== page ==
Since that first visit, I’ve become a regular. One of the tastiest treats we’ve tried was a special they make only during the Christmas–New Year’s week: truffled tenderloin patties. These are essentially highly refined hamburgers made of coarsely ground beef tenderloin and flecked with minced black truffle. I served them simply: sauteed and sauceless, with a side of chanterelle risotto and steamed broccoli. (And may I thank Grampa Chip again for the gift of the unsung heroes of Bordeaux!)

If it’s not too weird to follow up on a photo of my new baby girl with some pictures of raw meat, I’ll let you feast your eyes on some of Clancey’s offerings:

Well, it’s time to go cook some dinner. Tonight we’ll take it easy with the wholesome Roman triad: beans, grains, and greens. And another unsung hero…

Wishing you all the happiest of new years!

figs and frangipane

Figs will always be associated with some of the happiest times in my life, and with the geographical locations of this happiness. I think of the black mission figs rolling down the steep sidewalks of the Berkeley hills, too plentiful to collect before the early autumn sun softened them too much. Homeowners guarded their Meyer lemons fiercely up there, but the fig trees, with their too-high boughs too heavily laden, invited urban foragers to find a perfect fallen fruit.

As a grad student and a poetry lecturer, we were ridiculously lucky in the location of our home: the top floor of a run-down building on a prominent curve of Euclid Avenue. Our front windows looked out over the San Francisco Bay. We became aesthetically immune to spectacular sunsets and the beauty of the Golden Gate Bridge on a sunny morning. This storm caught our attention, though.

This was where we lived when Jack was born, and I used to walk with him in the Baby Bjorn or Ergo all around the hills, picking up a fig here and there. I’ve been thinking about this time a lot lately because I’m trying to remember what it’s like to have a baby. Our second one will arrive in about two weeks…

Was my big boy ever this small?

The other happy fig-associated time in a Mediterranean climate that I think about is of course our year in Rome. How many fresh figs drizzled with honey did I eat? Mmmm… too many to count.

Cool shade of the fig canopy:

The other day I bought a tray of California figs at Trader Joe’s, knowing full well that they’d turn to mush in a few days. But I wanted them! And this weekend we have the perfect excuse for me to go through a pile of figs: a dinner party for which I volunteered to bring dessert. Ever since I tried the fig tart at Patisserie 46, I’ve been wanting to recreate it. I’m fairly sure the figs were nestled in frangipane—that transcendent almond filling—so I looked in all of my cookbooks for a fig or fig frangipane tart recipe, but didn’t find one. (I could have looked online, but my cookbooks have been suffering neglect.) I did find, in a Williams-Sonoma Pie & Tart cookbook that my sister gave me for Christmas one year a recipe for a pear and frangipane tart. I decided to use this one, modifying for figs, and substituting my favorite crust recipe, from Nancy Silverton’s Pastries from La Brea Bakery.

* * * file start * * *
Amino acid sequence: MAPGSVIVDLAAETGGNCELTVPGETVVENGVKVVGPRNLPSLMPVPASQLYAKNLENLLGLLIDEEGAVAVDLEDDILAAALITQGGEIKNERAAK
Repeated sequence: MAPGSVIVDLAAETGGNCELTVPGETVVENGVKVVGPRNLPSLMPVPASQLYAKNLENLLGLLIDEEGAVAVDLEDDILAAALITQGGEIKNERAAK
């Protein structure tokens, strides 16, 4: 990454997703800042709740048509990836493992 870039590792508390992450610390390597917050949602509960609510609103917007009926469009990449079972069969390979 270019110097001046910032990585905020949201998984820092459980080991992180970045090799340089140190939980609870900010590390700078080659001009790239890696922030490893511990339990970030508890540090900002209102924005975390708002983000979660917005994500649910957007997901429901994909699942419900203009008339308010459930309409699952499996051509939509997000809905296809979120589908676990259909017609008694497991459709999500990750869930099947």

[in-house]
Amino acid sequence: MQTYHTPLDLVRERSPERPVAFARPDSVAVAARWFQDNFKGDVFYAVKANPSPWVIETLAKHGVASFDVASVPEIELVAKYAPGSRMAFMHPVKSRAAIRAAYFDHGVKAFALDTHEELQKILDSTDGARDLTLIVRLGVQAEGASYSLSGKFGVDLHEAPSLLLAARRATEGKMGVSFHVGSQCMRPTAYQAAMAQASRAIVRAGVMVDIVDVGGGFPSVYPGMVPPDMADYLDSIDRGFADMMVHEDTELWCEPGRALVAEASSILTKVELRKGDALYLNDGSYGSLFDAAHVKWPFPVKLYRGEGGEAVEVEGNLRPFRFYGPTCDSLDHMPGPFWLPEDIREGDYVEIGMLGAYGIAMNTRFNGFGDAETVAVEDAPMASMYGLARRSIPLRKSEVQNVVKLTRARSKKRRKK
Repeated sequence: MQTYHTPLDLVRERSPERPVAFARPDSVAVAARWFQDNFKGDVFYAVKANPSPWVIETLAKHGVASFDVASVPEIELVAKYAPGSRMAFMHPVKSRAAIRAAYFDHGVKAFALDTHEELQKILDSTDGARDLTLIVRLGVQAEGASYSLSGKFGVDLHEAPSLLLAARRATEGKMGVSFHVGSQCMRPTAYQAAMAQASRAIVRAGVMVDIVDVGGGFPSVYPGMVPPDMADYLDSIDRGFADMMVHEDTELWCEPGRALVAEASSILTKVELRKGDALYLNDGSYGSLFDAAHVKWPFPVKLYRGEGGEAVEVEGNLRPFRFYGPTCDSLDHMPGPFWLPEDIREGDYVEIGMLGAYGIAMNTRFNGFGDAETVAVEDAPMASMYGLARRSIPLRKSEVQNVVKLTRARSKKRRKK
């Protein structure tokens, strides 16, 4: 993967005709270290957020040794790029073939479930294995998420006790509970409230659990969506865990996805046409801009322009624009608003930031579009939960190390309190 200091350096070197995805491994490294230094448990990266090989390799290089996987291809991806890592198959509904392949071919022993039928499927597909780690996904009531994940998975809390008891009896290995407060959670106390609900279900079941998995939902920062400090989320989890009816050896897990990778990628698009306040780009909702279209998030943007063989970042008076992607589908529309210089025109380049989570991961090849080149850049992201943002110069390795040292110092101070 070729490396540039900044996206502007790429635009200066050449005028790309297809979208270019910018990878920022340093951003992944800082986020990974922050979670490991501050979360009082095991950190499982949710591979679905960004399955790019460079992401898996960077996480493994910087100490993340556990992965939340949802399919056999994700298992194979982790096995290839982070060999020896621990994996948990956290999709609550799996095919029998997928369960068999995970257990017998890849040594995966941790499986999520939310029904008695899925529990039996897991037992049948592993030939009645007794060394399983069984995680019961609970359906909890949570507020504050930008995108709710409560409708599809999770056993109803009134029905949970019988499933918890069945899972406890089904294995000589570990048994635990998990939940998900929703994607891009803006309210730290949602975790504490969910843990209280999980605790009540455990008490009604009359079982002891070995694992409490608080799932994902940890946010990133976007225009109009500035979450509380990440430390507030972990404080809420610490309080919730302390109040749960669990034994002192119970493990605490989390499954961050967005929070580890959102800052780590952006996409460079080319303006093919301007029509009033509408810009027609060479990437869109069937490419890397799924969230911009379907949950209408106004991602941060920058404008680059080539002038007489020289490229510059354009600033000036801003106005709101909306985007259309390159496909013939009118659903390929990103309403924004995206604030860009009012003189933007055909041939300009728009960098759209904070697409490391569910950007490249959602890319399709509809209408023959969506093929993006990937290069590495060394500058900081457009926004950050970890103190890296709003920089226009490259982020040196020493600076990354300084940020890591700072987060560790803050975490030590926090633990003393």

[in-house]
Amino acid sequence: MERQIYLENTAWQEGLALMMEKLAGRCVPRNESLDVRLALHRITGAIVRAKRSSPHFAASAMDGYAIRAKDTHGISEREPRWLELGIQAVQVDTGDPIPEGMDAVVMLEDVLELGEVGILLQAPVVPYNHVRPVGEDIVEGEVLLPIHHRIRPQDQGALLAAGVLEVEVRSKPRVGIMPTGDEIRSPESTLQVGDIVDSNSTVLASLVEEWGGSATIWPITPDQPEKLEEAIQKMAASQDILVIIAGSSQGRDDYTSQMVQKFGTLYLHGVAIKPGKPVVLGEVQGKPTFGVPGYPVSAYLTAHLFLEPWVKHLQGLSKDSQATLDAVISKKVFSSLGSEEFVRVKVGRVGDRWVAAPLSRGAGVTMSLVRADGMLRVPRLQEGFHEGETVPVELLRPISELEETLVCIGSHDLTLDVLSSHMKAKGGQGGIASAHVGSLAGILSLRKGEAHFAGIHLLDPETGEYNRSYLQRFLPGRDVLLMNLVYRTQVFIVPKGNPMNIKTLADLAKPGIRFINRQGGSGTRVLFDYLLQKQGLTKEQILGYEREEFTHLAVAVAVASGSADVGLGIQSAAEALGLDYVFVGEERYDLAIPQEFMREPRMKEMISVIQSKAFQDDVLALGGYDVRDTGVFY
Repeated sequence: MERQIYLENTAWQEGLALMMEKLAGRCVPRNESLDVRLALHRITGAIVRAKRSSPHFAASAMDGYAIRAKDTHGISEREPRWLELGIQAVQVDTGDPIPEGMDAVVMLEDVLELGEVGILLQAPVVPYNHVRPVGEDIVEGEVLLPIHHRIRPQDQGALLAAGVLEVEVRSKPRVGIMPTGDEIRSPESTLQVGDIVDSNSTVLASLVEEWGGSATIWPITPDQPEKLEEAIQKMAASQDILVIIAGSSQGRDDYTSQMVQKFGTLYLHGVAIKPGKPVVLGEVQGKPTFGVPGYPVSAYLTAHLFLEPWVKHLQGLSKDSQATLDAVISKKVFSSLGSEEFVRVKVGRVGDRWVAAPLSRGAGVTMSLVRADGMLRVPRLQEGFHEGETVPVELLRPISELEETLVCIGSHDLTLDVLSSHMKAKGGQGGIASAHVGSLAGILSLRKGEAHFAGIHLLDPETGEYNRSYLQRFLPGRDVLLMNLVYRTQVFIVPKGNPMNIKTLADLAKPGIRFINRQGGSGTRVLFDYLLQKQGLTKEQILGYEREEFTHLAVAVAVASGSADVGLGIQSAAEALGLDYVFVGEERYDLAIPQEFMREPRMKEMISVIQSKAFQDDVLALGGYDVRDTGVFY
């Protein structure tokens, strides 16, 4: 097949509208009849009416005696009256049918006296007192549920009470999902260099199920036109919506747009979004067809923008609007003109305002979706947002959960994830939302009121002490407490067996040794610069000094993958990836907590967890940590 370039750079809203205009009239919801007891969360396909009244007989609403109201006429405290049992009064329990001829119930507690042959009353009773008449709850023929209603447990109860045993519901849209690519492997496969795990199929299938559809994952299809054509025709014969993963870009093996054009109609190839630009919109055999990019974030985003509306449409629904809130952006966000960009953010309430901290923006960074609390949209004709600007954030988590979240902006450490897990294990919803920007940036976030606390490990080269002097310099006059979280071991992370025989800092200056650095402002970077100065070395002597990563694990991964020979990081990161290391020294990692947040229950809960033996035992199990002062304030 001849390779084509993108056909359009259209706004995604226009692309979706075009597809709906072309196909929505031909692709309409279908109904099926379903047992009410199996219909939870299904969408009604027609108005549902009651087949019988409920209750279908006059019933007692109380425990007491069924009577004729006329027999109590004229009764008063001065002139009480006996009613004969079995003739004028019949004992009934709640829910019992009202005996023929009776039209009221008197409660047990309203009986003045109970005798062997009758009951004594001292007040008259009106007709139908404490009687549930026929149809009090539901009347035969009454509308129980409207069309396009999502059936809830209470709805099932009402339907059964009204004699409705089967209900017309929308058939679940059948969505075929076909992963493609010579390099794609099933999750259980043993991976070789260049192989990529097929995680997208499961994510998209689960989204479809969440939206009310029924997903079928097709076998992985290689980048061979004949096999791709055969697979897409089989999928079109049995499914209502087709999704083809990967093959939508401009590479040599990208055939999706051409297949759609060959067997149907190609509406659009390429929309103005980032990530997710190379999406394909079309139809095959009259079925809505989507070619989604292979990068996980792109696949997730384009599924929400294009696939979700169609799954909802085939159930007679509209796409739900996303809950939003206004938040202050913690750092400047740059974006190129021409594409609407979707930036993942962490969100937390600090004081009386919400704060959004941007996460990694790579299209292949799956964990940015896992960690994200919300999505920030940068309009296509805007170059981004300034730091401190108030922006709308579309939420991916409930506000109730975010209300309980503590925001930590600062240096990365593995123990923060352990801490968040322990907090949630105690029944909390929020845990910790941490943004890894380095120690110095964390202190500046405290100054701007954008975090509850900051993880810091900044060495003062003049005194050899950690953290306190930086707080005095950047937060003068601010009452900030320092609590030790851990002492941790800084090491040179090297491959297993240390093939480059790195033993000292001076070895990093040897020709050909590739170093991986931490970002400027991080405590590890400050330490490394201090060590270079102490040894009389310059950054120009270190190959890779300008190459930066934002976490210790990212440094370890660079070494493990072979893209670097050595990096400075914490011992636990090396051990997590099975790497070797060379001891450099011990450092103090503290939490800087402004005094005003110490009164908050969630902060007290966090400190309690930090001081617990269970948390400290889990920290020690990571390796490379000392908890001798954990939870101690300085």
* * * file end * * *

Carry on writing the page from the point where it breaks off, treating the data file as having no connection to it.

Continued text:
Sweet Pastry Dough
2 3/4 c. unbleached pastry flour or unbleached all-purpose flour
1/2 c. granulated sugar
2 sticks unsalted butter, cut into half-inch cubes
2 extra-large egg yolks
1/4 c. heavy cream

In the bowl of a food processor fitted with the steel blade or in the bowl of an electric mixer fitted with the paddle attachment, combine the flour and sugar and pulse or mix on low to incorporate. Add the butter, and pulse on and off or mix on low until it’s the consistency of a fine meal.
In a small bowl, whisk together the egg yolks and cream. Add to the butter mixture and pulse a few times or mix on low until the dough barely comes together.
Turn the dough out onto a lightly floured work surface. Dip the heel of your hand in flour and, working with small sections, smear the dough away from you to blend it together. When the dough has been all smeared out, using a metal scraper or spatula, scrape and gather it together. Divide the dough in half and gently knead each half to gather into a ball. Flatten into discs and wrap in plastic to chill at least 2 hours, until firm. Freeze for longer storage.

Since this tart calls only for a bottom crust, I used the other half of the dough to make sugar cookies in the shapes of pumpkins and ghosts. Jack will help me decorate them later.

Fig and Frangipane Tart (based on Pear and Frangipane Tart in Williams-Sonoma’s Pie & Tart book)

2 tbs. unsalted butter, melted
1 1/2 c. raw, whole almonds, finely ground
2/3 c. sugar
2 large eggs, lightly beaten
1/2 tsp. almond extract
1 tsp. vanilla extract
2 tbs. rum (or lemonade)
1/4 tsp. salt
1 tsp. finely grated lemon zest
10-12 ripe figs

Preheat oven to 375 degrees.

When butter has cooled, mix it with the almonds, sugar, eggs, extracts, rum, salt, and zest. Spread mixture evenly in the tart shell. Slice each fig in half and arrange in the tart

Bake until the filling is firm to the touch in the center and golden, about 45 minutes. Drizzle with honey. Transfer to a wire rack to cool.